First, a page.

We may not have a crystal ball, but one thing is clear: data and analytics will play an important role in shaping the success of organizations in 2021. To better understand the issue, Alteryx commissioned Forrester to conduct a study investigating organizations’ key business objectives, how they currently approach data science and analytics, and the challenges and opportunities of harnessing data and analytics as a strategic business asset.
For an even deeper dive, Cinny Little, Principal Analyst at Forrester, sat down with us for a brief Q&A session to share her insights from the Opportunity Snapshot.
Looking toward 2021, why is harnessing analytics, data science, and process automation as a strategic asset more important than ever?
Answer: Now is the time for activating the transformative power of data, not just considering or experimenting. Whether a business is struggling or thriving, the rapid shifts caused by the pandemic and accompanying recession require nothing less than leveling up the entire workforce’s ability to use data and data-driven processes for decision-making that matters. To enable broad use across organizations’ roles and silos, firms must adopt a platform with targeted self-service functionalities including analytics, data science, and process automation.
What are the biggest roadblocks to infusing a culture of analytics throughout the organization?
Answer: In an advanced enterprise culture of analytics, people use data for insights that they apply to decision-making that matters, everywhere in the firm. Few firms have achieved that; all firms are working on it. The biggest roadblock to progress in that journey is people-related, not technology-related. Bottom line: more people must use more data for insights, and that means that they must change the way they work. And that requires self-service data and analytics available to all.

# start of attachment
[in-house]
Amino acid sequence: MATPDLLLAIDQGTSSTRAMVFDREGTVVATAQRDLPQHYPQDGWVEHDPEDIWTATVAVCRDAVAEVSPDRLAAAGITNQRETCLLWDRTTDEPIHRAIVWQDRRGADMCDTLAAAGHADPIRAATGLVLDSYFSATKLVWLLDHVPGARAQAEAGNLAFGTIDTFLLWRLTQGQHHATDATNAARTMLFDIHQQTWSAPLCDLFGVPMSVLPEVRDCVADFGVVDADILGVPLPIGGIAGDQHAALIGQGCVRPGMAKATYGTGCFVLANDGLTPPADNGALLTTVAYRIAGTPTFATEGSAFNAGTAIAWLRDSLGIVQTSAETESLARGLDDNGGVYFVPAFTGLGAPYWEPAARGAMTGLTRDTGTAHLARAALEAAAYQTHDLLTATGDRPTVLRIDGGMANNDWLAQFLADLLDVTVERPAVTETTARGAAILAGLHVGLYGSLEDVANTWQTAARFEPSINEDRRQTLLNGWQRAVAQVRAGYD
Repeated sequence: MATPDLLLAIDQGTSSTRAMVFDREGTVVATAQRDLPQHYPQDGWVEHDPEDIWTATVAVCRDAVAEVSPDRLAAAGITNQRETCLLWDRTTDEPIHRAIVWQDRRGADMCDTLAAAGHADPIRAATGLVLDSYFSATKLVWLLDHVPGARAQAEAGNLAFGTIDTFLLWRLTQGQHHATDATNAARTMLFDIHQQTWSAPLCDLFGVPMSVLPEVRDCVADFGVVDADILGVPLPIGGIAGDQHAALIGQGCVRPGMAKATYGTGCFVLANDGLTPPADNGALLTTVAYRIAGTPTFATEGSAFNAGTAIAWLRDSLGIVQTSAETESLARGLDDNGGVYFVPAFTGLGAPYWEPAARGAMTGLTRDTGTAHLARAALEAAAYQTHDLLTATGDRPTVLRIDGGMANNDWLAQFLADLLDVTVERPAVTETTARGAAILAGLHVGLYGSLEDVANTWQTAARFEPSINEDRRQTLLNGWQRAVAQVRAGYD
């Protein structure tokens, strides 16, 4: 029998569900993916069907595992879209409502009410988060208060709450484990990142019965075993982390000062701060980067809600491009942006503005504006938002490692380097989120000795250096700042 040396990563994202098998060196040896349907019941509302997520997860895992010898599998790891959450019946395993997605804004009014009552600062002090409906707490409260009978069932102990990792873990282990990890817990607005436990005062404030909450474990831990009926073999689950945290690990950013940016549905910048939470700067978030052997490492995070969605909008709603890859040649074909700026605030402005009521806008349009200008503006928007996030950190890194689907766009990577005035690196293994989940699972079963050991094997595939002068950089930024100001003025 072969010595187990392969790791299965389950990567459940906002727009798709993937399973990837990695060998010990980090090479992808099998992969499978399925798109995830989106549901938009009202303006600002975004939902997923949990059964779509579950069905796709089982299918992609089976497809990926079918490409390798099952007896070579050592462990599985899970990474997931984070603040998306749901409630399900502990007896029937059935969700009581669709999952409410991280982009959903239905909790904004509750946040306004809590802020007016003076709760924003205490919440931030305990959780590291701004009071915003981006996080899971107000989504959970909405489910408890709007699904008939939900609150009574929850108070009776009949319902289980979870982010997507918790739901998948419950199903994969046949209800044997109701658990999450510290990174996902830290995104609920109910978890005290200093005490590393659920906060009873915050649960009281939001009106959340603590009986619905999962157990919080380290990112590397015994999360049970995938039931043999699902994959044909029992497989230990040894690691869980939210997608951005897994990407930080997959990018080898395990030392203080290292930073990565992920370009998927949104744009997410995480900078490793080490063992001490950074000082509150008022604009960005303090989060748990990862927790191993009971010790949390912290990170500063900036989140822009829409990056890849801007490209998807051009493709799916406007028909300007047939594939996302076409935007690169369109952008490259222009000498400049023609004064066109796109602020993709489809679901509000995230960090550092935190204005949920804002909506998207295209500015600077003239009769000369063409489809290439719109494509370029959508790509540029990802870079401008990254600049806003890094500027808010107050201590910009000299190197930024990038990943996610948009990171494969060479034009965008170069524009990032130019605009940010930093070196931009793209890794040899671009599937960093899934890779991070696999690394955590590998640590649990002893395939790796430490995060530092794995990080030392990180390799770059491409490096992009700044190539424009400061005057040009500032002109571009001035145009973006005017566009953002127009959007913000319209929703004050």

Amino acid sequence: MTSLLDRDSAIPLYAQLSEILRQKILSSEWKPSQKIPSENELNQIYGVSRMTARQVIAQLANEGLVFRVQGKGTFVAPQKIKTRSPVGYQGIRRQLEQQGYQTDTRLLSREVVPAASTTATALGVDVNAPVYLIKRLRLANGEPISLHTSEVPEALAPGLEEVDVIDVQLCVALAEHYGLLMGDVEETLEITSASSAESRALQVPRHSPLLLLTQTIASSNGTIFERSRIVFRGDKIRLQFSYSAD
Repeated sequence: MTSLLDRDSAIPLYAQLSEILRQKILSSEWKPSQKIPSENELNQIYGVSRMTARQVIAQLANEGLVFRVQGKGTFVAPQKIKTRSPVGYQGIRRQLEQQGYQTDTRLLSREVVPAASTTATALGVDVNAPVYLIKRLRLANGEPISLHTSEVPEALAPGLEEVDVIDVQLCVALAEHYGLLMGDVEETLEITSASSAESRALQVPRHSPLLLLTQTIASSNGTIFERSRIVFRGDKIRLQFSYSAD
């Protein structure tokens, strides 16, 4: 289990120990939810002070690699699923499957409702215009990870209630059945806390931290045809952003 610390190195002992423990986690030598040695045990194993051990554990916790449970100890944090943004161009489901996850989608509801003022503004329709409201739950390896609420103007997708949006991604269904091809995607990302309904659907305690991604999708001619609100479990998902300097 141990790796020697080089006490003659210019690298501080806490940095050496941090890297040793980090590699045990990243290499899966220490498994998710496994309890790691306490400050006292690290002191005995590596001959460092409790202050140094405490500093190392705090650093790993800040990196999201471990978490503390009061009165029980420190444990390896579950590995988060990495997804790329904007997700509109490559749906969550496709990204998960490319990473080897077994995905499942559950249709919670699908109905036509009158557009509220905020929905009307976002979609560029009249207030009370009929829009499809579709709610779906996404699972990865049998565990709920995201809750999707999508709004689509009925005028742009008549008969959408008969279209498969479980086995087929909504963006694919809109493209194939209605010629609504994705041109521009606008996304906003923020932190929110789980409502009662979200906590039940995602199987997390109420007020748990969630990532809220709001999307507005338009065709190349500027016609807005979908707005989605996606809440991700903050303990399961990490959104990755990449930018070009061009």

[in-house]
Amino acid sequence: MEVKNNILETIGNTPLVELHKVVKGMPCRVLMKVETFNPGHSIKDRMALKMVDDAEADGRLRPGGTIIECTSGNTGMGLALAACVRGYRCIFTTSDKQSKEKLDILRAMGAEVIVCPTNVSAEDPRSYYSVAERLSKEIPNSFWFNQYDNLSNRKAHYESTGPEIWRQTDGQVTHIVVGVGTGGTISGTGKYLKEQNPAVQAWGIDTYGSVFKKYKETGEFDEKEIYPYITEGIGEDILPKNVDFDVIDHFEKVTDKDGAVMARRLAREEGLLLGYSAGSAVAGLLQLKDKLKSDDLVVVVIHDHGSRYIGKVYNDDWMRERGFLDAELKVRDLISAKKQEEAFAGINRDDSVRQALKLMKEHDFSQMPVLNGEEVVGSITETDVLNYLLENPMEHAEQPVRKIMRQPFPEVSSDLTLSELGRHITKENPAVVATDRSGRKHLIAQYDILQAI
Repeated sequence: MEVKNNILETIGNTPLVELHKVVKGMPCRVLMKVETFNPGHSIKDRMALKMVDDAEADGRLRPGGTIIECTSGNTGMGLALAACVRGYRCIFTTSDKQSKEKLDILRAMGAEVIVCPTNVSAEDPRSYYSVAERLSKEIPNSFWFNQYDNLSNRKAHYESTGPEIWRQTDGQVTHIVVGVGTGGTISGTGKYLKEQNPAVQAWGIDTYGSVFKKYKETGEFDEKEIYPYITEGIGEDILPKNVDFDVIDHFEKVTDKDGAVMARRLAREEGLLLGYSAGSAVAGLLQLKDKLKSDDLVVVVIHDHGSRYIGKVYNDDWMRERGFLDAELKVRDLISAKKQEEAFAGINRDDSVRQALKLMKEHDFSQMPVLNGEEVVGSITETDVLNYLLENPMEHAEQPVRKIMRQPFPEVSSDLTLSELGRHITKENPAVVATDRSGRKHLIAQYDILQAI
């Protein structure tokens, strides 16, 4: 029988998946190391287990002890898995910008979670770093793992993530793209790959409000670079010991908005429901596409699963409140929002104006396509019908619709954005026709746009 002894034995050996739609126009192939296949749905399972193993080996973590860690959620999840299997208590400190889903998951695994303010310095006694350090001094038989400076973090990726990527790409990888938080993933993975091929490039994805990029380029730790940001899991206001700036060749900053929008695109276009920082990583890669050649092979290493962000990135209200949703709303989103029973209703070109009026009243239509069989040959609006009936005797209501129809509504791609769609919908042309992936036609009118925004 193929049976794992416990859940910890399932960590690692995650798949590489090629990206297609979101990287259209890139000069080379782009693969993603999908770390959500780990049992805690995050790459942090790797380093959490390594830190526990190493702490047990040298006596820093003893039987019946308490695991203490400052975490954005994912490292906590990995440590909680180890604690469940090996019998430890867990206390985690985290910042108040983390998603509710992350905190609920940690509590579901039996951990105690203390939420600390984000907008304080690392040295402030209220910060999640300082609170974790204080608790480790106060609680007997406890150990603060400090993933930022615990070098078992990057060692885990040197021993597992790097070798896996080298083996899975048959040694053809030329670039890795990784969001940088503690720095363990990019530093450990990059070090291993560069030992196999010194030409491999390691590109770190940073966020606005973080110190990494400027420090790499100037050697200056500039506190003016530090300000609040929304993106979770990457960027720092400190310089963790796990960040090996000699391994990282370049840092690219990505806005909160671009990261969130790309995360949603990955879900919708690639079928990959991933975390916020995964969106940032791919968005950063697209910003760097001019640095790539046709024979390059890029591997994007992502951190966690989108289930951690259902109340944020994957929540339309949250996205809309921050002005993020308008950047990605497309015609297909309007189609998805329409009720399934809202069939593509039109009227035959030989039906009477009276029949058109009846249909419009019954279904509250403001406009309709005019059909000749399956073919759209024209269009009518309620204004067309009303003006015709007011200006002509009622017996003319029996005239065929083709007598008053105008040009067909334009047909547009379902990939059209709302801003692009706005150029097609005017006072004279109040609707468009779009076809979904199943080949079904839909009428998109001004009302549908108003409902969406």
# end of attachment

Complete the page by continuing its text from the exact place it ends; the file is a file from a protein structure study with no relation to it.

Answer: Two of the three top insights are people- and culture-related. The first is lack of employees with data skills sets. The second top insight is a lack of appropriate skills among business users who must use insights from data. These elements hold up firms’ growth in activating data. The third insight is that organizations using a data and analytics platform today prioritize technology that is powerful and has a wide breadth of functionality; is flexible, supports a breadth of data sources and publishing to multiple outputs; is easy to use for a broad base of employees; and is cost effective.
What was the most surprising finding in the survey?
Answer: The most surprising finding: nearly two-thirds of organizations reported that they spend more on data and analytics during economic downswings (although this, of course, depends on the nature of the downturn). That’s a key indicator that firms understand that data and analytics have become essential both to thriving in a period of rapid change and supporting recovery in difficult times.
Embedding data-driven decision-making into the organization is a means to an end, not an end in itself. What is the ultimate goal for organizations embarking on an analytics-led digital transformation?
Answer: The ultimate goal is achieving the critical business benefits: revenue, cost efficiency, and keeping ahead of customers and markets. To achieve these benefits, firms must take a converged approach to analytics, data science, and process automation accompanied by purposeful focus on upskilling the workforce and embedding a culture of data and analytics across the organization.